Figure 5: Impedance shown with no stuffing.

In the Fig. 5 plot, the enclosure is not stuffed, to make the impedance peaks more visible. With stuffing the impedance curve becomes very flat, and some of the peaks hard to see. The dotted line is the driver in an IB. The solid line is the combined enclosure and driver, forming the new resonance system. The first resonance (impedance peak) just below 15Hz is a combination of the air mass in the pipe combining with the moving mass of the driver cone and voice coil oscillating on the driver’s suspension. Very much the same as the old trick of lowering the driver Fs by adding some physical mass to the cone.

The second resonance peak about 60Hz is the original cabinet resonance, but with the influence of the driver. The rolloff from the opening is about 85Hz, which corresponds to the dip in the impedance curve between the second peak at about 60Hz and the third peak at about 98Hz.

A Generic Design
I have modeled several other drivers in the Hideaway enclosure, and while this versatile design does not necessarily get the very best of each individual driver, the drivers I have simulated are all doing fine. The tuning frequency of 25Hz is a reasonable value for drivers with a Fs of 35Hz and below. A driver with the same Fs, but higher Qts and lower Vas has a little improvement in the deep bass, due to the later rolloff.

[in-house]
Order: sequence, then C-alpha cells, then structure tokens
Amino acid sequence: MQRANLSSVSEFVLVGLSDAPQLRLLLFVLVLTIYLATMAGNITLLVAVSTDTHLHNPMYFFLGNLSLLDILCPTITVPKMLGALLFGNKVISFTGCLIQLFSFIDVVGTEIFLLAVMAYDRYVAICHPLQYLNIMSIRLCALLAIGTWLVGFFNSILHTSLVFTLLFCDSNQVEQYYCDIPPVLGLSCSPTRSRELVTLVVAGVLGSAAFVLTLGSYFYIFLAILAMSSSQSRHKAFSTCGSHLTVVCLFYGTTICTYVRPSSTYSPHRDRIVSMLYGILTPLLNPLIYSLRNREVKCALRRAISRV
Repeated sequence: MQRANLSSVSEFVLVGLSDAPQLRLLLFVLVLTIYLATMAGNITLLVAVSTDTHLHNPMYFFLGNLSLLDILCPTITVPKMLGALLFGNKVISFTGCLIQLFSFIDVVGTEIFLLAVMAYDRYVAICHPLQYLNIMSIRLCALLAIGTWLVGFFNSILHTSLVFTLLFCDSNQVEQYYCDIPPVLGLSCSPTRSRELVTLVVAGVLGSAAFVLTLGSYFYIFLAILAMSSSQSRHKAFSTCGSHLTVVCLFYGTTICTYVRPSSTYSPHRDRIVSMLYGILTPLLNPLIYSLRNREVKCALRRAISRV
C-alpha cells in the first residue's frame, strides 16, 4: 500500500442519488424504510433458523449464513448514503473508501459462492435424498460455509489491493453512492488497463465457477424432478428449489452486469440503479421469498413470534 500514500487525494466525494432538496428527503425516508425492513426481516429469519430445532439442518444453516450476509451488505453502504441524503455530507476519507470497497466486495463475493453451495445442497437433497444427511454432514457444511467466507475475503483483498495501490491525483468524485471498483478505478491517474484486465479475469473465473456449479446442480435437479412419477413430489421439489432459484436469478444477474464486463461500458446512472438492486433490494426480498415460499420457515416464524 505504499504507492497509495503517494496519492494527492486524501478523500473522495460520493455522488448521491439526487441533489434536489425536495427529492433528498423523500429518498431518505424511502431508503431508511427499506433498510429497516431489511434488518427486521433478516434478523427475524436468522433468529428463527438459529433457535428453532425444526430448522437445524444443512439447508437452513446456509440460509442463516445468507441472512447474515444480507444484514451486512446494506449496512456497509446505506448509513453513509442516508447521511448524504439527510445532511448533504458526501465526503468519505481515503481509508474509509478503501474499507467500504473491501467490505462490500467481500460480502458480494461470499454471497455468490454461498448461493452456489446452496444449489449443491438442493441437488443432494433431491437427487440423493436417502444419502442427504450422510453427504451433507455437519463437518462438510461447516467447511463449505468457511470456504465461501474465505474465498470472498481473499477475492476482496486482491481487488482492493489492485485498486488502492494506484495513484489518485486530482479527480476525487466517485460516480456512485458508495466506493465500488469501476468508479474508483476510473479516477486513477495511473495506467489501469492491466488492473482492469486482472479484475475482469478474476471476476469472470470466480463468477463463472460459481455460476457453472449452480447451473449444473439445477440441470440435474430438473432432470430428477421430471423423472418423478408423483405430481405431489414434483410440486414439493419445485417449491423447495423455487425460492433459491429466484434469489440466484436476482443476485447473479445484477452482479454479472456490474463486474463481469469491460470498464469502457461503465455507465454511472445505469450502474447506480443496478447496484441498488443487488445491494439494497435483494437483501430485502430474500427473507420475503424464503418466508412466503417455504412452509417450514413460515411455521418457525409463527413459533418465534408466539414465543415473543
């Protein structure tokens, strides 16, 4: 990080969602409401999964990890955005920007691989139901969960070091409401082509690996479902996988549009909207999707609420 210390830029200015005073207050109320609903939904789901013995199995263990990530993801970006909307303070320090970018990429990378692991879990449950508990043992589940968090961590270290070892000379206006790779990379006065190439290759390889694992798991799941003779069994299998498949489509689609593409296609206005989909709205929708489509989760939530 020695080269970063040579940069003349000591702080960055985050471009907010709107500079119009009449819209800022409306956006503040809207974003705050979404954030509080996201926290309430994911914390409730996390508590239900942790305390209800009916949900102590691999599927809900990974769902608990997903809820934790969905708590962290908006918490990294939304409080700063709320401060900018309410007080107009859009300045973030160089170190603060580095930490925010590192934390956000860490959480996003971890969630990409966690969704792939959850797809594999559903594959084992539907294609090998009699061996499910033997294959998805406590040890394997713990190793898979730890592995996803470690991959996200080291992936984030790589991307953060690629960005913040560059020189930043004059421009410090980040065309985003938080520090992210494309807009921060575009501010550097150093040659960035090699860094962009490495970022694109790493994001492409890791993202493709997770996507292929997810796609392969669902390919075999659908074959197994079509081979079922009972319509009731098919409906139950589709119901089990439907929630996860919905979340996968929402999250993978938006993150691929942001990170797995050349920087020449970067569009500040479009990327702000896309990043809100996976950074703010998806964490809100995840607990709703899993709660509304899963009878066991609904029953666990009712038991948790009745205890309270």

The Peerless 830452, with the very low Qts of 0.17, is also doing well. In this case the cabinet tuning is higher than the driver Fs of 18.9Hz, which is a good combination for a low Qts driver, which has an early rolloff.
Photo 4: The small opening at the driver end does not make any noise from air turbulence.

Figure 6 gives the unit’s external dimensions. In addition, the line length is 230cm, internal dimensions of the box are 29 × 29 × 29cm, and cross section in the pipe is 12.8 cm (width) × 15 (height). The footprint is 30 × 140cm using 10mm particleboard.

Front baffle is 22mm MDF, which then extends the footprint in this end. The box uses 10mm particleboard, with 10mm MDF added inside to reduce vibration. The box also has a cross bracket inside. The “labyrinth” walls measure 150 × 14mm. I added triangular pieces of wood in all corners. The labyrinth is closed on the top with 10mm particleboard (Photo 3).

The box measures 32 × 32 × 32cm externally, and by placing a piece of glass on the top, the box becomes a nice little table. Photo 4 gives you an idea of the cabinet size. Stuffing in the box and the first half of the labyrinth is 200g of polyester wool.